In between the activities and presentations related to the Distinguished Visiting Scholar residency, we have been able to get around Boston. Below are some photos taken by Zapo Babilee that captures some of the moments when Moustapha, Aziz and Malick were not teaching or presenting.

At the beach in Winthrop

Moustapha, Malick and Sipho at the beach in Winthrop.

Moustapha at the beach in Winthrop.

Moustapha at the beach in Winthrop.

Moustapha and Malick in Winthrop.

Moustapha and Malick in Winthrop.

Moustapha and Malick in Winthrop, MA.

Moustapha and Malick in Winthrop.

Waiting for the bus in Winthrop, MA.

Waiting for the bus in Winthrop.

Riding the Blue line train. October, 2009.

Riding the Blue line train. October, 2009.

Riding the Blue line train. October, 2009.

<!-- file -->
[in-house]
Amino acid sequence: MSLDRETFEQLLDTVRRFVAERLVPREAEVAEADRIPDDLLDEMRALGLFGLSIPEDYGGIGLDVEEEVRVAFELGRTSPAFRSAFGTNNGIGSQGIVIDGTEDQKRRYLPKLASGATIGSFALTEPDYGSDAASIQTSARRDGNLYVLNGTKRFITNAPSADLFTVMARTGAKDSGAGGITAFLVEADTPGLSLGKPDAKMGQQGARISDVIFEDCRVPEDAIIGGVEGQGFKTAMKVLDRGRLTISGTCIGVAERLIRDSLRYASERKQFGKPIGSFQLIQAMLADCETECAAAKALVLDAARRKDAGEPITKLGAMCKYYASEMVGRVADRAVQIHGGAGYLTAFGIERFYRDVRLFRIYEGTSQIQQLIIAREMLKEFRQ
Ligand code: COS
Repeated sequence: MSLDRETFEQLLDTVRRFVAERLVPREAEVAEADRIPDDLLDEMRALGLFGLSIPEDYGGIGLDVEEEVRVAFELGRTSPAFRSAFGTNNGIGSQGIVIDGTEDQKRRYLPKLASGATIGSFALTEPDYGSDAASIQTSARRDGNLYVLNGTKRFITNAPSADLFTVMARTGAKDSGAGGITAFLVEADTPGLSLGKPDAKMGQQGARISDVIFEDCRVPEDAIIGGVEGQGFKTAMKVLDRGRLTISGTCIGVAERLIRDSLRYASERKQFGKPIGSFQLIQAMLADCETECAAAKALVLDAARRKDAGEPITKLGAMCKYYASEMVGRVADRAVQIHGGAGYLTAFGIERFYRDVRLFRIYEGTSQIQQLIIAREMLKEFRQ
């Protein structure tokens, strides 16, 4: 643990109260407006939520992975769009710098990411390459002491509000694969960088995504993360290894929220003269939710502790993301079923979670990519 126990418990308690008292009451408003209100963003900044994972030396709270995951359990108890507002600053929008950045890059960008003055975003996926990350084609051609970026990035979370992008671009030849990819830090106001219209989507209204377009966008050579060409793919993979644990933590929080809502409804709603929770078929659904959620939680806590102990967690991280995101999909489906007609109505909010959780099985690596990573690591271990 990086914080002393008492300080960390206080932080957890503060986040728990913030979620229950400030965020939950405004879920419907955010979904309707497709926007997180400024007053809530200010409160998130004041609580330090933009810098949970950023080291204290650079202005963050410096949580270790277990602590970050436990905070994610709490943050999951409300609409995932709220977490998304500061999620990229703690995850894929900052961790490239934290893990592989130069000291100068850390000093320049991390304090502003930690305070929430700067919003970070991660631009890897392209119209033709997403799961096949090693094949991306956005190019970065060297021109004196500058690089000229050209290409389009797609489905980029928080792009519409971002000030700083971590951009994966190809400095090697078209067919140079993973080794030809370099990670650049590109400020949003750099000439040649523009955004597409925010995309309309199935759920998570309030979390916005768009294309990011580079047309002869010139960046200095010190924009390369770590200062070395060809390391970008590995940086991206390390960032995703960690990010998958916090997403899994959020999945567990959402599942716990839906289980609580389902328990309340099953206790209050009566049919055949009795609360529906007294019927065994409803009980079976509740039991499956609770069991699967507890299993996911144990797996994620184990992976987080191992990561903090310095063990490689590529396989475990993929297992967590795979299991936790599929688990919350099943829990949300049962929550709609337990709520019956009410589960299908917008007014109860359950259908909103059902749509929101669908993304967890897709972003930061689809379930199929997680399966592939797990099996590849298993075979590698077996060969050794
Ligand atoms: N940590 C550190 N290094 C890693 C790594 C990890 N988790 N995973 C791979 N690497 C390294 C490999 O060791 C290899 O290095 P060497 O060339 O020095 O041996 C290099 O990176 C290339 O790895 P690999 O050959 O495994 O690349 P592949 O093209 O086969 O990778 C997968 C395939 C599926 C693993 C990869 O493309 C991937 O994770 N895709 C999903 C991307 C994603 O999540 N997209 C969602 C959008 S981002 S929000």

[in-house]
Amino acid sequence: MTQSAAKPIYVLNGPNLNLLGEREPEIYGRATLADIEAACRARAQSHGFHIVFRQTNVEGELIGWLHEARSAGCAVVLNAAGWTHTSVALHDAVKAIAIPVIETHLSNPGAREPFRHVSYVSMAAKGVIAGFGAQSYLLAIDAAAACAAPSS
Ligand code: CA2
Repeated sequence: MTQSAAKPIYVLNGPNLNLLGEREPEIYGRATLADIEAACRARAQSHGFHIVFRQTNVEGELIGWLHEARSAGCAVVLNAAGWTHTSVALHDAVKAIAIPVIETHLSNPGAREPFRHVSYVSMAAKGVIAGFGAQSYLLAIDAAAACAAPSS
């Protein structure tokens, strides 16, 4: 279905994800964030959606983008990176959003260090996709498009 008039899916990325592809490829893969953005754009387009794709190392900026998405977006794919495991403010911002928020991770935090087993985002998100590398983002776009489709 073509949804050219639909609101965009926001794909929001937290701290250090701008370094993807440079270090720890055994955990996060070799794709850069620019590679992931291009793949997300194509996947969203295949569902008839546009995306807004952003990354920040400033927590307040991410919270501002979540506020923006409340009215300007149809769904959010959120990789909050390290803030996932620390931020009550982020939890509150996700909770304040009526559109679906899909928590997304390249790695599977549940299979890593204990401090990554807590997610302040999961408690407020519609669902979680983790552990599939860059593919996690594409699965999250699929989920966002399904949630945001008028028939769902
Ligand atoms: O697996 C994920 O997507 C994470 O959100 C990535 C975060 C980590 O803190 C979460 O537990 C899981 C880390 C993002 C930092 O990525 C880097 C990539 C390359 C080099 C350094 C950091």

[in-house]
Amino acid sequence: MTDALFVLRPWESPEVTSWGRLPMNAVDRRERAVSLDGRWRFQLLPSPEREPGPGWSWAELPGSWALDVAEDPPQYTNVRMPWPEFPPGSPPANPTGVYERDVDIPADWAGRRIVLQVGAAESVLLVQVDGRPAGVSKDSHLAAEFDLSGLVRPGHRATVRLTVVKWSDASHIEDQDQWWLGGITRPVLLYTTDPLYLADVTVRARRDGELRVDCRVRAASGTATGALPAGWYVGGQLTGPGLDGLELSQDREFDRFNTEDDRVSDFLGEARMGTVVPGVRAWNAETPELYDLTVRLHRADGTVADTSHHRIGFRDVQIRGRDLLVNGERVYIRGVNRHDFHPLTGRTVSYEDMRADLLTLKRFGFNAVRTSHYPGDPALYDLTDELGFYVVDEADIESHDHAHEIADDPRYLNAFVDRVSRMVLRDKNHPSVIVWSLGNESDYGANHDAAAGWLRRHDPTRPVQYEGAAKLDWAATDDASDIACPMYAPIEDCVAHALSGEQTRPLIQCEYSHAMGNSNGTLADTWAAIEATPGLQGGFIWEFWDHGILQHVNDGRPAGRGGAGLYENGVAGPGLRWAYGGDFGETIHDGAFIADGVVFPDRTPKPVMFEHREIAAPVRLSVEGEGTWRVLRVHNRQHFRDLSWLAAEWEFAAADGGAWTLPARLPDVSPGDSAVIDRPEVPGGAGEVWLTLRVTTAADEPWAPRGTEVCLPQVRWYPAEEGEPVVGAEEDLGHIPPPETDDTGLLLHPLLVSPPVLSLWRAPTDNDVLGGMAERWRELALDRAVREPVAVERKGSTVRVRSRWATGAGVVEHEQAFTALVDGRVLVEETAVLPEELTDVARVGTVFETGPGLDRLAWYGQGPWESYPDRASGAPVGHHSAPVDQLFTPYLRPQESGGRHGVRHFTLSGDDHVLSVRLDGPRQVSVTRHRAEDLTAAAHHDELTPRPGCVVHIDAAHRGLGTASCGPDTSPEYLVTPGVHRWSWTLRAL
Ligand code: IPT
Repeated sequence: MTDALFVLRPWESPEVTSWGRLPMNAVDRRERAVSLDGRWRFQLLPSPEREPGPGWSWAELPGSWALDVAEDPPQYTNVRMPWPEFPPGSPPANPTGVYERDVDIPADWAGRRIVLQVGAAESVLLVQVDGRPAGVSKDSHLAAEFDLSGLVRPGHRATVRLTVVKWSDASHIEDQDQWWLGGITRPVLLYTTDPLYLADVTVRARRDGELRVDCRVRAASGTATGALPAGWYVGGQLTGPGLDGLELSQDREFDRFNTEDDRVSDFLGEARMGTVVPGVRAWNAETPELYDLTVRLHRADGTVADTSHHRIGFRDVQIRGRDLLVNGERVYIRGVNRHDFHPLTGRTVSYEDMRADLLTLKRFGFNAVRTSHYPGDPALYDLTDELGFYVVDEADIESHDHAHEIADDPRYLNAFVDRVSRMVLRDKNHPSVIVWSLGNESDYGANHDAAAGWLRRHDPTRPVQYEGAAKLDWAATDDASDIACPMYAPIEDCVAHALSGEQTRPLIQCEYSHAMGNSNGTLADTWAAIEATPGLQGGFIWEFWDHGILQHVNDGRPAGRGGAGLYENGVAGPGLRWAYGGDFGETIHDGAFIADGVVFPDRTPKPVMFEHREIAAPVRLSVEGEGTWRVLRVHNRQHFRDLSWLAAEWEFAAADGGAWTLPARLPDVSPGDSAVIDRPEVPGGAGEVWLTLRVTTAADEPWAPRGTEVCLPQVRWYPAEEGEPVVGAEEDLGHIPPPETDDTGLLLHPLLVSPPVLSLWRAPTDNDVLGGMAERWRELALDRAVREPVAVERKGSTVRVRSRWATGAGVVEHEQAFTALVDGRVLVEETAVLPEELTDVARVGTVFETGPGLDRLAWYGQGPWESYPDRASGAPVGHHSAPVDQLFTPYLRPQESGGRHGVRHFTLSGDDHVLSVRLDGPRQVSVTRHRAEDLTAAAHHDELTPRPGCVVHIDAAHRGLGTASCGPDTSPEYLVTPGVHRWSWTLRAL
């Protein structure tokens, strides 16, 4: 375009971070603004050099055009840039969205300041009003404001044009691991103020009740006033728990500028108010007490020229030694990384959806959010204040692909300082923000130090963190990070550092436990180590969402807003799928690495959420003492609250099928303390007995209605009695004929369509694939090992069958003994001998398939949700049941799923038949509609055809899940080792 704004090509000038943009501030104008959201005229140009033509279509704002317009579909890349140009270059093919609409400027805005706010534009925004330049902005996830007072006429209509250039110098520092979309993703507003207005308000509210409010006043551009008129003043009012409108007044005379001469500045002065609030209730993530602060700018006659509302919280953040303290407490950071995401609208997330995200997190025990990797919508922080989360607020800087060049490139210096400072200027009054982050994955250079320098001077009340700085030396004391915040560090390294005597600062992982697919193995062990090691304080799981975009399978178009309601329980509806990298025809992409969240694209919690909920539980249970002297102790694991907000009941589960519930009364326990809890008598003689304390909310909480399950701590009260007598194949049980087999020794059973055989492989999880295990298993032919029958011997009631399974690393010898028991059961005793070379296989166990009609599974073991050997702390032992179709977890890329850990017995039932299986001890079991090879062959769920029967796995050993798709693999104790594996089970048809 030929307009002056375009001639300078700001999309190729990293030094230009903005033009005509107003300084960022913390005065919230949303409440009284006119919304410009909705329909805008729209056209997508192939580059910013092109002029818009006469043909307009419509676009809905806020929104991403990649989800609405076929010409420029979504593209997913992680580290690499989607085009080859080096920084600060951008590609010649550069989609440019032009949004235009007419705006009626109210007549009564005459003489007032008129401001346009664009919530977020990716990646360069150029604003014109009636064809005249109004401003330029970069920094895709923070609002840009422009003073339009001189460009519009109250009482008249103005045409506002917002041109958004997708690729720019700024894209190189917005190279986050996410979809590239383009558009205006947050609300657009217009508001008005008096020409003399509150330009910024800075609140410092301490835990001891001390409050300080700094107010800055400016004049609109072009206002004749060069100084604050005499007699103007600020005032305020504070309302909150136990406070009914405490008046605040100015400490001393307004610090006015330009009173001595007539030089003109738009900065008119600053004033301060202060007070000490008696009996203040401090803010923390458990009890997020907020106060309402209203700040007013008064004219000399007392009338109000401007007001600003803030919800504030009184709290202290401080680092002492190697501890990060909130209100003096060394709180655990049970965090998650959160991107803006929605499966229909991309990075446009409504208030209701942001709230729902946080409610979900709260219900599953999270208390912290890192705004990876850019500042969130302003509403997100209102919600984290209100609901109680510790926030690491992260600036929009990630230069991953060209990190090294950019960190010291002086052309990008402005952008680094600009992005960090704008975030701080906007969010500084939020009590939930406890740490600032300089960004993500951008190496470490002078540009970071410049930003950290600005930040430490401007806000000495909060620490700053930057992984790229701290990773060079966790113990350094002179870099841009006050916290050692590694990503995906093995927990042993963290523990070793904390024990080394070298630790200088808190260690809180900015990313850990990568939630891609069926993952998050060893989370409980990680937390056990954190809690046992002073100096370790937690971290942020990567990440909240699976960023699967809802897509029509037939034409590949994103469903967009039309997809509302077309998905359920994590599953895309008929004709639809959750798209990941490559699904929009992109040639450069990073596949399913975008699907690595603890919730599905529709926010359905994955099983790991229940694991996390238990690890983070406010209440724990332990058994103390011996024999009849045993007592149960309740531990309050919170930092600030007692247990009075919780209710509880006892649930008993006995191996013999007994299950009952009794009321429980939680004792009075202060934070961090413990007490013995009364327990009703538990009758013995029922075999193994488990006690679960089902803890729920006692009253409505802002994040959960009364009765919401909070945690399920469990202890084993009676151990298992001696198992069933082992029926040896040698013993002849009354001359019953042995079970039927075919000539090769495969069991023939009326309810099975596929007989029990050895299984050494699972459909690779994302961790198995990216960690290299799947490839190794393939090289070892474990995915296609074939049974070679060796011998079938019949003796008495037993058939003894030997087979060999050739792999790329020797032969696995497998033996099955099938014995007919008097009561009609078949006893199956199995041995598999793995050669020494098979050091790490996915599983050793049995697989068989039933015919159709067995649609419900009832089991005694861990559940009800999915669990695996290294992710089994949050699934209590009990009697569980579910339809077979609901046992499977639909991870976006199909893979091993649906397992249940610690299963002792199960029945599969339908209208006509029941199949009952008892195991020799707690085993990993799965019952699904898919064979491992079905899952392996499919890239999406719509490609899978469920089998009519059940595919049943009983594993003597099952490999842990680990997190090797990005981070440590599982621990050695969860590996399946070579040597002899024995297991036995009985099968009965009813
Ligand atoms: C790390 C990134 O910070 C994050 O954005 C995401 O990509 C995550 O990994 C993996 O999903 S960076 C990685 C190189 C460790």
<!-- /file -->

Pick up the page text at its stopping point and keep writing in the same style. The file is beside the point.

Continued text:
Riding the Blue line train. October, 2009.

In the subway. October, 2009.

In the subway. October, 2009.

In the subway. October, 2009.

In the subway. October, 2009.

In the subway. October, 2009.

In the subway. October, 2009.

Aziz and Malick riding the subway.

Aziz and Malick riding the subway.

Boston after dark.

Boston after dark.

Moustapha talking with Papae Ba.

Moustapha talking with Papae Ba.

Moustapha and Lamine Toure.

Moustapha and Lamine Toure.

Moustapha and Thokho Diagne.

Moustapha and Thokho Diagne.

At the history department, Suffolk University.

At the history department, Suffolk University.

Moustapha on the train.

Moustapha on the train.

Moustapha and Sipho on the train.

Moustapha and Sipho on the train.

Tapha in downtown Boston.

Tapha in downtown Boston.

Zapo in Boston.

Zapo in Boston.